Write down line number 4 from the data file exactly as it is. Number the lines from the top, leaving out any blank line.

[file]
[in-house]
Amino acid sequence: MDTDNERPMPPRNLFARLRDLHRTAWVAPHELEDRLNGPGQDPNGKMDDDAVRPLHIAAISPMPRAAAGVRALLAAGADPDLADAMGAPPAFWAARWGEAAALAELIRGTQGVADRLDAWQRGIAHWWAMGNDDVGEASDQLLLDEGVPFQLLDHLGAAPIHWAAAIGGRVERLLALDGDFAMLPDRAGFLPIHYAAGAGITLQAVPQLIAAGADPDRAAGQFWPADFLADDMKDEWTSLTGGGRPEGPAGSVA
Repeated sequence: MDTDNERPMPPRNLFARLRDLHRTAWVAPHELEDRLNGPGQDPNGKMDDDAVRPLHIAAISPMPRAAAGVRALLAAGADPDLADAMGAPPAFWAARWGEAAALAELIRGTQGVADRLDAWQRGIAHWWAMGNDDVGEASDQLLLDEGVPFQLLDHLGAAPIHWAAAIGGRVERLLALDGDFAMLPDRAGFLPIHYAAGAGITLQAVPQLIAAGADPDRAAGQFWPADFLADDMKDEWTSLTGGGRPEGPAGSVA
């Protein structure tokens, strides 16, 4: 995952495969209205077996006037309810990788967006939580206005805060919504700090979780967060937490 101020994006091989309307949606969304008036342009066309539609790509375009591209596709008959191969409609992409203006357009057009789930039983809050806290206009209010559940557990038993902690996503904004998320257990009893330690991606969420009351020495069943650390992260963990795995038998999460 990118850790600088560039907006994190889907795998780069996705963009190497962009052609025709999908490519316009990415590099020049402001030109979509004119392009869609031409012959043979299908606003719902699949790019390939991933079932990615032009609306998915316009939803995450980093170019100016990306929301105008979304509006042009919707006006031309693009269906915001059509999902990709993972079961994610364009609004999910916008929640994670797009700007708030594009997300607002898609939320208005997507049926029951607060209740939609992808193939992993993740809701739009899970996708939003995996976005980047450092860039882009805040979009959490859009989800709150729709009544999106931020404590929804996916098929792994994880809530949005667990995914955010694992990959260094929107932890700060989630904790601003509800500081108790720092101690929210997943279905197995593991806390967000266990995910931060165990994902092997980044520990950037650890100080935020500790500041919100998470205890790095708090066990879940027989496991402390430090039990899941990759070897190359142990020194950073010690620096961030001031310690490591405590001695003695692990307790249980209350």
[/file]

């Protein structure tokens, strides 16, 4: 995952495969209205077996006037309810990788967006939580206005805060919504700090979780967060937490 101020994006091989309307949606969304008036342009066309539609790509375009591209596709008959191969409609992409203006357009057009789930039983809050806290206009209010559940557990038993902690996503904004998320257990009893330690991606969420009351020495069943650390992260963990795995038998999460 990118850790600088560039907006994190889907795998780069996705963009190497962009052609025709999908490519316009990415590099020049402001030109979509004119392009869609031409012959043979299908606003719902699949790019390939991933079932990615032009609306998915316009939803995450980093170019100016990306929301105008979304509006042009919707006006031309693009269906915001059509999902990709993972079961994610364009609004999910916008929640994670797009700007708030594009997300607002898609939320208005997507049926029951607060209740939609992808193939992993993740809701739009899970996708939003995996976005980047450092860039882009805040979009959490859009989800709150729709009544999106931020404590929804996916098929792994994880809530949005667990995914955010694992990959260094929107932890700060989630904790601003509800500081108790720092101690929210997943279905197995593991806390967000266990995910931060165990994902092997980044520990950037650890100080935020500790500041919100998470205890790095708090066990879940027989496991402390430090039990899941990759070897190359142990020194950073010690620096961030001031310690490591405590001695003695692990307790249980209350």